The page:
Exam 3 -- Dementia and Alzheimer's Disease Flashcards Preview

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Flashcards in Exam 3 -- Dementia and Alzheimer's Disease Deck (18):
1

What percentage of dementia are classified as Alzheimer's?

60-80%

2

True or false: there is evidence linking closed-angle glaucoma and Alzheimer's Disease.

False; the evidence links primary open angle glaucoma and Alzheimer's.

3

The diagnosis of dementia requires an acquired decline in one or more of several areas (learning/memory, language, executive function, etc.). What additional signs might be found in a patient with Alzheimer's Disease?

Loss of insight, sleep disturbances, seizures, olfactory changes.

4

Which gender has a higher predilection for Alzheimer's?

Females

5

Briefly outline the molecular cause of the plaques that occur in early onset Alzheimer's (age 30-60).

Amyloid precursor protein is improperly cut, releasing beta amyloid (beta amyloid 42 in particular), which clumps up creating the senile plaques. These tend to accumulate in the hippocampus and amygdala.

6

Early onset Alzheimer's is inherited in an autosomal dominant fashion. Defects may occur in the following chromosomes and genes:
Chromosome 1 (PSEN2)
Chromosome 21 (APP)
Chromosome 14 (PSEN1)
Which inheritance of these defective genes is most commonly the cause of early onset Alzheimer's?

PSEN1, on chromosome 14

7

The following are isoforms of the gene APOE on chromosome 19. Which of these isoforms is detrimental, and found in late onset Alzheimer's? What does it cause?
APOE-ε2
APOE-ε3
APOE-ε4

APOE-ε4. It increases beta-amyloid clumping, affects microtubule function, affects choline acetyltransferase activity in the hippocampus, and is associated with vascular disease.

8

What protein, encoded by a gene on chromosome 17, is involved in the production of neurofibrillary tangles? What is this protein's normal function?

Tau protein. It normally acts to stabilize microtubules, but in Alzheimer's becomes hyperphosphorylated and can no longer perform this function.

9

What 7-minute test is the most widely used cognitive test for dementia? What does the shorter version of this test involve?

The Mini-Mental State Examination (MMSE), which involves testing the patient's presence of mind and ability to follow instructions. The shorter version of the test involves having the patient repeat three words, draw a picture of a clock, and then repeat those same three words back to you from memory.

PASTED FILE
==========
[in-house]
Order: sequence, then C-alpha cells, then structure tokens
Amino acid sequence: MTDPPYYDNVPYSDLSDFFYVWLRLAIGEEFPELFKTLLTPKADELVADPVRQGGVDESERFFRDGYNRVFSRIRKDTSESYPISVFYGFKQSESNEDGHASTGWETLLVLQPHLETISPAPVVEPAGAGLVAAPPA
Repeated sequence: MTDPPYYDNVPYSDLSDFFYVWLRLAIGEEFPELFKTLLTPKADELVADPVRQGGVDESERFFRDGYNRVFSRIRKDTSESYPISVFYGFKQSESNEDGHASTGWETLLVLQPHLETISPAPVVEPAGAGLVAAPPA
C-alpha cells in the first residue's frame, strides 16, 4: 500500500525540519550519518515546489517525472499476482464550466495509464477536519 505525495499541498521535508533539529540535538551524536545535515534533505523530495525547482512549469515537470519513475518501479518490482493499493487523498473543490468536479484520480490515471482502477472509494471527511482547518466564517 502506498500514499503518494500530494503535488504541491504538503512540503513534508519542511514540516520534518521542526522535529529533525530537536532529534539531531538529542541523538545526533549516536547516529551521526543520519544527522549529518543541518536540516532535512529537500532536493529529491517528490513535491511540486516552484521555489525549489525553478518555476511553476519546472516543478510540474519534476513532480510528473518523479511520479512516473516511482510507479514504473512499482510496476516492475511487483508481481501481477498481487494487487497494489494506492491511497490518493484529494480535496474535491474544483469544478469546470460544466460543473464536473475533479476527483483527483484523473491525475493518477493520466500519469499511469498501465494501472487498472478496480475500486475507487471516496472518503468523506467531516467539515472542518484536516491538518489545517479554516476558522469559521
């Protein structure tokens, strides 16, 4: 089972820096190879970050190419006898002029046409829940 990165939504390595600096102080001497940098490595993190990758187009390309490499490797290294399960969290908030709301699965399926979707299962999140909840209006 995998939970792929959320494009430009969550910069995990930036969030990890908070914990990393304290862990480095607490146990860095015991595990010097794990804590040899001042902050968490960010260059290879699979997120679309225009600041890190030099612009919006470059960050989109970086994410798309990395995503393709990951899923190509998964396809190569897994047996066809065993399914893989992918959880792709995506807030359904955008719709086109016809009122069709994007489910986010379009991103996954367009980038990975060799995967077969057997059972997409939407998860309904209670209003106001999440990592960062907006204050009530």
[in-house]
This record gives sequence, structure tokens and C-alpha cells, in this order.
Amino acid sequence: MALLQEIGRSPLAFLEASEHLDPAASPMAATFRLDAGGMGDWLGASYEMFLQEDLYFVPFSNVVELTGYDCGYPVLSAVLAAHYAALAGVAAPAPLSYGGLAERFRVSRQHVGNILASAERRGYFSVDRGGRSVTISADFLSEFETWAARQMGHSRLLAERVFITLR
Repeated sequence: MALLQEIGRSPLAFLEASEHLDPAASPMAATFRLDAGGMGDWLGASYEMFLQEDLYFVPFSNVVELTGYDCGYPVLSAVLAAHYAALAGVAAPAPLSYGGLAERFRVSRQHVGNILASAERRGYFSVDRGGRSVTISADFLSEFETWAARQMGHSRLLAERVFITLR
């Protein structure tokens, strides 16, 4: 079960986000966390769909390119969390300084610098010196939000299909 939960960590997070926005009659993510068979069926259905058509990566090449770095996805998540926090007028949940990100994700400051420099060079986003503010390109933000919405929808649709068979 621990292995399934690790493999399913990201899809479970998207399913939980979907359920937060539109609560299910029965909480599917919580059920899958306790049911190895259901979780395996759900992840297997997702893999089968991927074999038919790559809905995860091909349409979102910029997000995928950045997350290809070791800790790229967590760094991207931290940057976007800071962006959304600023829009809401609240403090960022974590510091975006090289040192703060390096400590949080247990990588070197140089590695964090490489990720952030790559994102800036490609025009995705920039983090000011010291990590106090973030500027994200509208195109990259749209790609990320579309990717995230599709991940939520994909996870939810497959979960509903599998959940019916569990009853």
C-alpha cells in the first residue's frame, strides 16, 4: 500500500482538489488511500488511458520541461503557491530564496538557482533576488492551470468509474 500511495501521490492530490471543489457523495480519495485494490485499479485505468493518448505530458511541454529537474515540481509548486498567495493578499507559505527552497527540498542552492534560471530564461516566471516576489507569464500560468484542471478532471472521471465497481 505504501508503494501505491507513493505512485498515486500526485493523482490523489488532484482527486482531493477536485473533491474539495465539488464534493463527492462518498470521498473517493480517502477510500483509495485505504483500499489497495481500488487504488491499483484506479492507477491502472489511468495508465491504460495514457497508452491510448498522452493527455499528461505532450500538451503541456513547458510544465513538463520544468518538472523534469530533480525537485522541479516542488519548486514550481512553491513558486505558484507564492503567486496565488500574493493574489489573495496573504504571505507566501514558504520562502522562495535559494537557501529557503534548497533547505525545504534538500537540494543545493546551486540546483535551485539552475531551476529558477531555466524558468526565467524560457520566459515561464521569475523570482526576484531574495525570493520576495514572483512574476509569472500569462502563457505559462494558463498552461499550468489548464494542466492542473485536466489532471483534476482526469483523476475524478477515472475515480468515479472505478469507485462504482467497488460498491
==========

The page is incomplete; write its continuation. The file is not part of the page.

10

What might neuroimaging show in a patient with Alzheimer's?

Cortical/hippocampal atrophy, white matter lesions, enlarged ventricles.

11

Patients with Alzheimer's live an average of 10 years from the time of diagnosis. What is a common cause of death?

Aspiration pneumonia.

12

What two classes of drugs are available to treat Alzheimer's disease?

Acetylcholinesterase inhibitors (Donepezil in particular) and NMDA receptor antagonists (Memantidine)

13

Visual Variant Alzheimer's Dementia (VVAD), also called posterior cortical atrophy, involves hypometabolism of glucose in the occipital-parietal area. What symptoms might a patient with this condition experience?

Simultagnosia (inability to see more than one object at a time), prosopagnosia (inability/difficulty recognizing faces), visual agnosia (inability/difficulty recognizing objects), and difficulty with depth perception.

14

Fill in the blank:_________ dementia may be the second most common form of dementia.

Vascular.

15

Patients with vascular dementia may experience multiple strokes, CV risk factors, and white matter lesions on MRI. Get their CV risk factors under control, and use the same treatment as in Alzheimer's.

Free card.

16

True or false: in Lewy Body dementia, memory is affected sooner than in Alzheimer's.

False; it is affected later.

17

What are the clinical features of Lewy Body dementia?

Fluctuations or "blanking out"
Recurrent, detailed visual hallucinations (67%)
Parkinsonism features
REM sleep behavior disorder
Recurrent falls, fainting

18

In order to diagnose Lewy Body dementia, two of which three features are required?

Fluctuations or "blanking out"
Recurrent, detailed visual hallucinations (67%)
Parkinsonism features